How to Succeed with Healing Herbs
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In our article How Herbs Work, we discussed the wholistic principles of herbal healing. Here we will look at how you can use herbs with success. We will also look at common misuderstandings that keep people from having success with herbal healing. First, the pitfalls of incorrect use:
Why people fail in their use of herbs
- Don't take the herbs
- Lack of proper amount or dose
- Don't take herbs long enough
- Fail to take herbs at right time
- Don't take herbs the right way
- Take the wrong kind of herbs
The Rules of Success for Herbal Healing
- The first rule of success when taking herbs is: Take the herbs!
Believe it or not, the biggest reason that patients or the public have unsuccessful experiences with herbs is that they buy products and don't take them. The bottle of capsules or tincture sits on the shelf or counter and remains unused. Sometimes this happens because part of the population does not like taking pills. Other reasons can include they don't like the taste of a tea or tincture. If they are cleansing, there might be a fear of having diarrhea, or not being able to eat fun foods on a vacation. Some people are not able to accommodate change in their lives even if it means that taking an herb or changing the diet will make them feel better.
Key Points on Taking Herbs
If you don't like the taste of a tea, you can take other kinds of herbs; you can add honey, or add herbs that make the formula taste better. If taking a tincture, we recommend taking 1 dropper in 1 ounce of water (a shot glass). You can also take herbal syrups or glycerites–they can be tasty; even children can take them. If you don't like capsules either because you're swallowing lots of pills everyday or they're hard to swallow, you can open the capsules or grind tablets and add the herbs to foods or smoothies. If you can't do any of the above, we recommend soaking your hands or feet in herbal tea! Soaking is a time-honored folk remedy that works just fine.
- The second rule of success when taking herbs is: Take the recommended dosage.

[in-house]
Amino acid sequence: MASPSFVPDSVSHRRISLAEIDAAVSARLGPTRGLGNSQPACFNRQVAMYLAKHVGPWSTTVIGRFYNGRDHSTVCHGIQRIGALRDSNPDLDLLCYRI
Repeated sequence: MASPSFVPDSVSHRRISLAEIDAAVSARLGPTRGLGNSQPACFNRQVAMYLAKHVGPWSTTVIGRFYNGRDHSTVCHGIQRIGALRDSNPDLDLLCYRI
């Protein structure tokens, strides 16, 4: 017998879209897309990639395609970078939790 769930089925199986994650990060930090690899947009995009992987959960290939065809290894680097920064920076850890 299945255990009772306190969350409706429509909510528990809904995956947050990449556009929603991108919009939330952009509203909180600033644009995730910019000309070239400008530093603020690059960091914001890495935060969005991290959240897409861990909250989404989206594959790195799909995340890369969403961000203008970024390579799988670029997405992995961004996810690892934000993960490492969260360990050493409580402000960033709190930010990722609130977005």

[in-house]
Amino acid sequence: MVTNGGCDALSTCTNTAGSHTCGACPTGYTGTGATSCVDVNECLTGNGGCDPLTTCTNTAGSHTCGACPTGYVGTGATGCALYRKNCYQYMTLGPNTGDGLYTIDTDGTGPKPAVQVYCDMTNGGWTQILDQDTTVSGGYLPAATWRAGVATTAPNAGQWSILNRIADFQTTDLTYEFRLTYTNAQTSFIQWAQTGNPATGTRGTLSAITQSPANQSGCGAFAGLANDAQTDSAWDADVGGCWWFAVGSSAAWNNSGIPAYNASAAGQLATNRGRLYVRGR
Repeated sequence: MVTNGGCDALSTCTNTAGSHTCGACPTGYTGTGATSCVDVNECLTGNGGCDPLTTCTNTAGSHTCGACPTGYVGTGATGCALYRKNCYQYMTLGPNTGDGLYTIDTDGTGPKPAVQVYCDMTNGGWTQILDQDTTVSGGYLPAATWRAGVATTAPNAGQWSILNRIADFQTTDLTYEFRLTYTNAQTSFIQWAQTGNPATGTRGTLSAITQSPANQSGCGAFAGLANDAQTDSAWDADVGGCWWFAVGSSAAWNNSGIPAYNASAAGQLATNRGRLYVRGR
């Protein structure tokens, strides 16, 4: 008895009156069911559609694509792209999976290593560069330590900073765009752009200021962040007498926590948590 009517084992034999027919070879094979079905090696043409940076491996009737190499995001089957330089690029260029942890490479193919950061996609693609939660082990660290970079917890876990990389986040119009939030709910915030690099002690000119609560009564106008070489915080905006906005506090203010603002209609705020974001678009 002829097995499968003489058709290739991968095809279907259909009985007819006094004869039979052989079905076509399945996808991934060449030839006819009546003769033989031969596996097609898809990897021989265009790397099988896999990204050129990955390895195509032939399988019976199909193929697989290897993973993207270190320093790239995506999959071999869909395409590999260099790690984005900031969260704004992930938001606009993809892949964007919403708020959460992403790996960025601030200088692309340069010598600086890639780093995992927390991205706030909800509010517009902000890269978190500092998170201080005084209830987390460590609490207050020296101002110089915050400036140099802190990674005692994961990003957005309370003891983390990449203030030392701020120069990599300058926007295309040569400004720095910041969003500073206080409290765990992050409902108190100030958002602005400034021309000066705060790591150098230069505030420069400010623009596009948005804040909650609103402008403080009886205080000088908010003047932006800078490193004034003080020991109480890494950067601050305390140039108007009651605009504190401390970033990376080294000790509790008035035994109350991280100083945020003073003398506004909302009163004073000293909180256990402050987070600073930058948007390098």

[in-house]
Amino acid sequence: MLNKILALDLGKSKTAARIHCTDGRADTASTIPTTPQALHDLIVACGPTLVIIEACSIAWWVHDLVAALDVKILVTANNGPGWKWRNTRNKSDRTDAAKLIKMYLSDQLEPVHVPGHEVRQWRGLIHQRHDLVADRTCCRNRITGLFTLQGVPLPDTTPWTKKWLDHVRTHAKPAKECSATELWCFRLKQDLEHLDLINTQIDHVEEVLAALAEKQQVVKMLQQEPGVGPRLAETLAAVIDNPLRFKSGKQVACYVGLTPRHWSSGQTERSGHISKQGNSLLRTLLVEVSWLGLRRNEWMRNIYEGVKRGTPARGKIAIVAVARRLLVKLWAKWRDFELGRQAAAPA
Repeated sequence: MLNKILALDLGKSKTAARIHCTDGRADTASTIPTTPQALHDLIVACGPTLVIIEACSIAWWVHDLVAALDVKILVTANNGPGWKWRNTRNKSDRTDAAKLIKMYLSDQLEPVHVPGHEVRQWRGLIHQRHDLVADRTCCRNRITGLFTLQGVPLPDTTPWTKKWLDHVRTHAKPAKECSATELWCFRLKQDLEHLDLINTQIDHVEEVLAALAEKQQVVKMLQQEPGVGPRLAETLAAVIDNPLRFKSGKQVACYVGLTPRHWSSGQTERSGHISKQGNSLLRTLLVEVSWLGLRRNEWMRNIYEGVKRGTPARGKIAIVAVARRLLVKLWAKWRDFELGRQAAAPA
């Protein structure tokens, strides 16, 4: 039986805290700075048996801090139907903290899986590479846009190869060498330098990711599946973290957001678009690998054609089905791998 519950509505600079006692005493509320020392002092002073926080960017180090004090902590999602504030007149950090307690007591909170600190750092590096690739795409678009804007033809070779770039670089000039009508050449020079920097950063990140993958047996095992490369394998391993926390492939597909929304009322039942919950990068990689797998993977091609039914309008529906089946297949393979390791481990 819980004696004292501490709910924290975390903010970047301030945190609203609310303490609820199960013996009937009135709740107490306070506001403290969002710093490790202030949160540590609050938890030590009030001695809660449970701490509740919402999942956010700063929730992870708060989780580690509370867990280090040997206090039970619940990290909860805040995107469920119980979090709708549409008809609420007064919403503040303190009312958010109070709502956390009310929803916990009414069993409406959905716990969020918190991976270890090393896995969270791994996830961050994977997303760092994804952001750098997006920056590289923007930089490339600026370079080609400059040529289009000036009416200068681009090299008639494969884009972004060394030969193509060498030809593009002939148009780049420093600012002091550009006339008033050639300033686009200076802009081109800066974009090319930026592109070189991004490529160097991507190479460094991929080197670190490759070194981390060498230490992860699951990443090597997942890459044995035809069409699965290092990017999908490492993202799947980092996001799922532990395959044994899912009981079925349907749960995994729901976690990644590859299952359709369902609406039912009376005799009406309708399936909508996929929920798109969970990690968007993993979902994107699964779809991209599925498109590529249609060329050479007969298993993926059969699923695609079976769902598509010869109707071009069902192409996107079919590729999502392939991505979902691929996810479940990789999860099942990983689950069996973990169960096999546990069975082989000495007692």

The second consideration is taking the right amount of the herbs. The "dose" of herbs you take will vary depending on your goal: health restoration, performance, or complimentary (disease) care. The amount of herbs also depends on how long you've had a set of symptoms–acute or chronic problems.
Most herbal products have a recommended dosage of 2 capsules, 3 times a day. At our office we frequently recommend formulas be taken 2 capsules, 2 times a day.
- The suggested amount of tinctures or extracts is usually 20 to 40 drops (one dropper full), 2 to 5 times a day.
- Teas are anywhere from 1/2 cup to 1 cup, 3 to 4 times a day.
- Syrups and glycerites are often given in 1 Tablespoon doses, 2 to 3 times a day.
- Soaks are usually 1 time a day.
Most products have a recommended dosage. If you are coming to our office for herbal consultations you will be given a recommended dosage.
Key Points on Dosage of Herbs
Some people do not like following recipes. That's OK in the kitchen if you are a good cook. When taking herbs, unless you have experience, the rule of thumb is to follow the recipe you've been given. Take the herbs as recommended, unless you suspect that you are feeling "off" when you take them, or are transitioning to a maintenance dose. If you are working in consultation with a professional, they may have you taking varying doses. A professional has a good idea about how much to take.
- The third rule of success when taking herbs is: Chronic problems may takes months or years to heal.
The third most important factor in taking herbs is how long they should be taken. If you have an acute health situation, like a cold, a bruise, or a simple rash, then you are going to take herbs for 24 to 48 hours before stopping. If you have a chronic long term problem, you are going to take herbs for many weeks or months. An example: a person has hemorrhoids for two months and decides to use herbs to help them heal. This person can probably take herbs for several weeks or a month or two with good results. Another person with hemorrhoids may have had them 20 years. This person needs to take herbs for many months, and possibly as long as a year to restore health.
This may not sound encouraging to some, but what if regular medicine can't help a condition, and something natural can? Isn't some help or healing over a long period of time better than no healing at all?
Key Points on Taking Herbs Long Enough